A year ago, the Idaho State Legislature authorized a water adjudication for the Bear River Basin area. Last November, the Department of Water Resources petitioned the courts to commence and move forward with the adjudication. Because of that, a hearing has been set to take place Mar. 4 at 1:30 p.m. at the Snake River Basin Adjudication Courthouse in Twin Falls. The hearing will be conducted by Zoom meeting (Meeting ID: 988 5786 2697 — Passcode: 321066). The meeting will be held in order for a judge to decide whether or not the adjudication will, in fact, move forward. If that happens, the adjudication will probably commence sometime in March or April.
A water adjudication is to determine how water has been used “historically” and how it is being used “now.” It is mostly to determine the status of water rights with no recorded water-right number that may be used for stockwater for pasture irrigation, or for most domestic rights, or even for “flood” or “high-water” rights. It is also to determine the unknown status of current water rights with numbers in the 4000s, which were the old “section 243” claims. It is used to determine the status of licenses and decrees, and both accomplished changes and enlargements, as well.
Some will find the adjudication is also to find the unknown status of current reserved water rights under the Winters Doctrine and the McCarran Amendment.
This is all to attempt to achieve justice, and they will achieve certainty where there is doubt now.
After the hearing, and if the judge approves moving forward with the adjudication, there will be a claims-taking period. The Department of Water Resources will have forms available online for you to use to file your claims. You will need to say what your water right is, the priority date, the source of the water, the priority of the water, the owner, and the source period. Then there will be a review of the claims where the Department will see what the basis is and then begin looking for evidence.
Field workers will go out in the field, gather evidence, interview people, and take affidavits. They will then make a recommendation called a Notice of Error Process.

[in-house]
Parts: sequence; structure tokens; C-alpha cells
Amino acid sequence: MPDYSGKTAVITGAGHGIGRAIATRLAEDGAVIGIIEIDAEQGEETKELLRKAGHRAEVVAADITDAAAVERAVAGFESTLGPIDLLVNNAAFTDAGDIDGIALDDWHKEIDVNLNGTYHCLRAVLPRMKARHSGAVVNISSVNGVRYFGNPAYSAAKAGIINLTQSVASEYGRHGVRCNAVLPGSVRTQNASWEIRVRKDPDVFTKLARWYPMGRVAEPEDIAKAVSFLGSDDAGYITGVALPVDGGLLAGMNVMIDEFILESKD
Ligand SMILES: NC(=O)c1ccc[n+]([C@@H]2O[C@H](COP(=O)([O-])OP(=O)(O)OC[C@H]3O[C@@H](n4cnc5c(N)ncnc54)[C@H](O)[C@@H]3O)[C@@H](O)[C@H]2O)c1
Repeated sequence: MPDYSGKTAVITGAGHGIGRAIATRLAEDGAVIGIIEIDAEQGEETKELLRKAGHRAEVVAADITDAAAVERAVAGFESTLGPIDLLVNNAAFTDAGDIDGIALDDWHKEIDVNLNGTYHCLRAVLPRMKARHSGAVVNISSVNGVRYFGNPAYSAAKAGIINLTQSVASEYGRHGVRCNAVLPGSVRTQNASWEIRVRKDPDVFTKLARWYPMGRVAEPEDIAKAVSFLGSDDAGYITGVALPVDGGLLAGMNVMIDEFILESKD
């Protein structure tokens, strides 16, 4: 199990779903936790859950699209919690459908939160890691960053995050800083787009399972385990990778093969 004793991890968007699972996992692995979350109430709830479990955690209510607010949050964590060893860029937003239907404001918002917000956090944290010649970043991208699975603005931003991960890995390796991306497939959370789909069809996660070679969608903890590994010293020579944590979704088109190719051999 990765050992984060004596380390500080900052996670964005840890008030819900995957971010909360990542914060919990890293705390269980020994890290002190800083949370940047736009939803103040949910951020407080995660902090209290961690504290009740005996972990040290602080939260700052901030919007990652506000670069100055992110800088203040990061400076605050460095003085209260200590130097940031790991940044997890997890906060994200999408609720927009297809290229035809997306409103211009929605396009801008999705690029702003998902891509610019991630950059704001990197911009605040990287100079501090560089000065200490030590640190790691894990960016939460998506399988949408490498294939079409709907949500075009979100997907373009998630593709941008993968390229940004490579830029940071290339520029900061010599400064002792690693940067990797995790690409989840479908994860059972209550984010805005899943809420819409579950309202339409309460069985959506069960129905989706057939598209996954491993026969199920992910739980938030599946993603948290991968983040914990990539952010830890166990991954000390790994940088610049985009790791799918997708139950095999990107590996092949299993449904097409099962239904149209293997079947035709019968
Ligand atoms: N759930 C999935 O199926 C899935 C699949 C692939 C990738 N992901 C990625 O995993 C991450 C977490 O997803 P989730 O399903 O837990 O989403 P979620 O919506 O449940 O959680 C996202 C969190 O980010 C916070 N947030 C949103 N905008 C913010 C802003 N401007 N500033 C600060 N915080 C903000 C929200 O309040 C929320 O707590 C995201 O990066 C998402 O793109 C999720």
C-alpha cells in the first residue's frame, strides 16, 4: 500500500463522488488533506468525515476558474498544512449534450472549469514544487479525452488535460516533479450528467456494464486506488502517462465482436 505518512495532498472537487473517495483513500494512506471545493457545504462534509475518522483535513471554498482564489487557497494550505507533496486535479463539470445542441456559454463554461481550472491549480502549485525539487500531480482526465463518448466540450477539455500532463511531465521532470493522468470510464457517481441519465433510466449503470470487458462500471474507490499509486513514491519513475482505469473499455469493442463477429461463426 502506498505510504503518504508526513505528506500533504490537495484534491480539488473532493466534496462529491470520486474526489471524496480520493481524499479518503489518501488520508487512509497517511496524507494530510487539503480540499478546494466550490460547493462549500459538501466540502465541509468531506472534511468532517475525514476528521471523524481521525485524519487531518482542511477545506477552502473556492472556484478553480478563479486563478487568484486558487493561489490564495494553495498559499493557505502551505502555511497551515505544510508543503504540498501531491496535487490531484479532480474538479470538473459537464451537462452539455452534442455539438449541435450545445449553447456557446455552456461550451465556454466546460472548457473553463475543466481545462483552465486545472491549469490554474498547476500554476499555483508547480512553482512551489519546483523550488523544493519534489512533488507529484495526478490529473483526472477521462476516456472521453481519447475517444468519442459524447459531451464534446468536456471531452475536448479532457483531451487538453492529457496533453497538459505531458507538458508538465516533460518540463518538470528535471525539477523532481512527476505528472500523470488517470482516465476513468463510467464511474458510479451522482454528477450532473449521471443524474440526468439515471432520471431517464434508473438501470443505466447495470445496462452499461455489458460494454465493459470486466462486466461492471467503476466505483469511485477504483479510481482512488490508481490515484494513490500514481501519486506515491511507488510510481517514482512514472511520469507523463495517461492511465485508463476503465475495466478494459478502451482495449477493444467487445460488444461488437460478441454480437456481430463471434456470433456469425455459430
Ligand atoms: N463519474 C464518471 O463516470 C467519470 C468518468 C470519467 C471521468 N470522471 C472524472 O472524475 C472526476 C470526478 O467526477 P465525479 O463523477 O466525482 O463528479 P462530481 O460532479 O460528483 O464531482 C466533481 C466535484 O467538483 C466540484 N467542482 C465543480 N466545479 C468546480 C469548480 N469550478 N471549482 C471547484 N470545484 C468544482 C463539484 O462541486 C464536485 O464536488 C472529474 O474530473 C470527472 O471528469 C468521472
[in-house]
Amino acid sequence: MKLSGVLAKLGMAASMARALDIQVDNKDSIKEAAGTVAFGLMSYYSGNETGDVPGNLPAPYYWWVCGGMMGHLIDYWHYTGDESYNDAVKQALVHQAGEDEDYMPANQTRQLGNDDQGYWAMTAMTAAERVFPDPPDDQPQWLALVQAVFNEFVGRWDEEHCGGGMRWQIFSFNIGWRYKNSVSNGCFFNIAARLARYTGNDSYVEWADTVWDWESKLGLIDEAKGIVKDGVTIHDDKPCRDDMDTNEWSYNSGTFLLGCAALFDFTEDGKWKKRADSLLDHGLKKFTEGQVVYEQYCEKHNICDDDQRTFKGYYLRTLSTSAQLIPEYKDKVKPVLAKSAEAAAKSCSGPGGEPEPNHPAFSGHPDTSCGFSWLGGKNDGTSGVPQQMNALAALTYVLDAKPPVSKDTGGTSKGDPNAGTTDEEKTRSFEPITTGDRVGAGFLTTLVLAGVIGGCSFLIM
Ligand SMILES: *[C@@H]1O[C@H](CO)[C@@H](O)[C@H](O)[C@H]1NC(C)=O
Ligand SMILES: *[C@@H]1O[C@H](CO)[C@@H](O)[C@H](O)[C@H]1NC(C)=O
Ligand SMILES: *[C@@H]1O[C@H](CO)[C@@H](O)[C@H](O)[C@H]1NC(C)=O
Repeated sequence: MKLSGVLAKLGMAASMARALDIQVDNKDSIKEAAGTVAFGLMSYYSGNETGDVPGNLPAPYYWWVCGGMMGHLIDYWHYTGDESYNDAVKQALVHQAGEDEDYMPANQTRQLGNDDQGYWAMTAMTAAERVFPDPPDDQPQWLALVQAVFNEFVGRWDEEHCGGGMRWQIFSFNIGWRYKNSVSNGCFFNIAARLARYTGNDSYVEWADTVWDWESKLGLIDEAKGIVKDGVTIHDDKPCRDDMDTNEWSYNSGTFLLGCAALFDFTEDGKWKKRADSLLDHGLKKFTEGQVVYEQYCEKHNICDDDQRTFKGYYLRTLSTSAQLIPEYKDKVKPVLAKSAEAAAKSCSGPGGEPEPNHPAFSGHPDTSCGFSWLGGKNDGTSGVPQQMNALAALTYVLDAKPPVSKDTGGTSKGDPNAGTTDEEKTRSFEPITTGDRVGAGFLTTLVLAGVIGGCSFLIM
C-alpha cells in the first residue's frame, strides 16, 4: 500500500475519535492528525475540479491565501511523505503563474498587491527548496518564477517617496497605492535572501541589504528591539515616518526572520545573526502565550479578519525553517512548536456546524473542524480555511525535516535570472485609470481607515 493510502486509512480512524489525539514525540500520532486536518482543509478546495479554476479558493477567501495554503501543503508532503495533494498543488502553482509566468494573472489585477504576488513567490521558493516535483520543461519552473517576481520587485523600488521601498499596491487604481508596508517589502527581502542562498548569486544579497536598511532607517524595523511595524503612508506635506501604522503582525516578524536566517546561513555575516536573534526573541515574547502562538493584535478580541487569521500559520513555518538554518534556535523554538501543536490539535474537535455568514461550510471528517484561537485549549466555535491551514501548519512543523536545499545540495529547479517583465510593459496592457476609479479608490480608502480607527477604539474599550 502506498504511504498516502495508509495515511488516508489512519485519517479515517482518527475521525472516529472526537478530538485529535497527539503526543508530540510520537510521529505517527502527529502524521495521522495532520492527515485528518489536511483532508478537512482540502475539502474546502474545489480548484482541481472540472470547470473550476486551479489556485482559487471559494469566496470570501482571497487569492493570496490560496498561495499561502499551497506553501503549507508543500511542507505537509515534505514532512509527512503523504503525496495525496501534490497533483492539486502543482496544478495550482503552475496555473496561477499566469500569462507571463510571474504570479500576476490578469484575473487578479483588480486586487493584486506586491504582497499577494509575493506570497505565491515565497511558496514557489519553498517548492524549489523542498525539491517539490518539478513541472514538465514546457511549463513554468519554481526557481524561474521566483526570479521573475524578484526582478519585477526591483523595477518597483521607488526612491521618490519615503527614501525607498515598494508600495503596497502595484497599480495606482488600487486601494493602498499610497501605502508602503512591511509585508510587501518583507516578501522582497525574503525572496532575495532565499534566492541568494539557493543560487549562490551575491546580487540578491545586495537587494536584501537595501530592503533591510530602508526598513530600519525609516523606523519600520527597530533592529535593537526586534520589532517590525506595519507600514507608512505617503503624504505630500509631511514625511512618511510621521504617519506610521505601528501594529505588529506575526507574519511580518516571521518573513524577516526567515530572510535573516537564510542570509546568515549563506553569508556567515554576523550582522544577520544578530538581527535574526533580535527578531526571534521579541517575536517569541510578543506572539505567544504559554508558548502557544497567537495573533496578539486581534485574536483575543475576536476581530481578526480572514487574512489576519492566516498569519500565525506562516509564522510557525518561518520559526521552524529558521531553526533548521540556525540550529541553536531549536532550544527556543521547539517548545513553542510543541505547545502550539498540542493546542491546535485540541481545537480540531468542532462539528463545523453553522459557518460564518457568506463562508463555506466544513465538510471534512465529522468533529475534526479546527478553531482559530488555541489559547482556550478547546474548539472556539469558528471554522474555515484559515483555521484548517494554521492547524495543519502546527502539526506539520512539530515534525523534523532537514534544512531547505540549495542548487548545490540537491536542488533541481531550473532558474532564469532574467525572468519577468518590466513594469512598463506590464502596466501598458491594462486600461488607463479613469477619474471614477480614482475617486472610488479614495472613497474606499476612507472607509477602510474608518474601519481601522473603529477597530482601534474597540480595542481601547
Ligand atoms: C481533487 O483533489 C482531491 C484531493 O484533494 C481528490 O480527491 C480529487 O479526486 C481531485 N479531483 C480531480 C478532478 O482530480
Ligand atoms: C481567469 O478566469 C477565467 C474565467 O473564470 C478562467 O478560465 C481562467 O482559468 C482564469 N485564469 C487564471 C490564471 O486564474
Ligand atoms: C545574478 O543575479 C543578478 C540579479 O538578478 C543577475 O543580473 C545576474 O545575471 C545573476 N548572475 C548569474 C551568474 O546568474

Then a final decree will be issued which puts all water rights on a final standing. This is called a “fresh start.” At that time, you will be able to download your water rights from the Department of Water Resources. The city decrees will all be correct and it will all be inventoried and recorded.
Is it worth filing these claim forms? Yes! Do you have to wait for the adjudication to file a claim? No! There is no time like the present — the past is fading quickly. They already know the water-right elements that will be on the claim forms. All you need to do is give quick, accurate, and solid documentation in affidavit form and have it notarized.
This is what you need to document — All water rights. In other words, when changes took place and what they were, including additional acres and changes in location. Definitely include water rights if the water has been used in the five years prior to commencement of the Bear River Basin Association. Also, document where irrigation actually occurs in each 40-acre tract.
Document beneficial-use rights such as when the water was first put to beneficial use. If it is groundwater, it has to be before March 25, 1963. If it is surface water, it has to be before May 20, 1971.
If you have something that needs to be documented, it needs to say “I say” or “I did” and needs to have an affidavit. The more detail the better to convince the agent doing the review. For example, don’t say, “My dad started sprinklers in 1980.” It needs to say, “I saw dad start using sprinklers on the field when I moved pipe on the high places in 1980.” That affidavit supports a change in use and can be submitted with the claim.
The Department of Water Resources also recommends that you file on everything, even on domestic and stock water rights.
It is important to know these claims are your claims, not the Department of Water Resource’s claims. They don’t give you any advice. Claim what you believe is yours even if you disagree with an agent who may be helping you. The reason for this is to get it all straightened out.
If for some reason you believe the adjudication is not in your best interest, get yourself on the list to speak at the hearing and find out why it distresses you. The judge should know your concerns.
If you need help with your claim or have a question, call Bryce or Roger at Rocky Mountain Environmental Resources, Inc., at 208-524-2353 or the Department of Water Resources at 208-525-7161.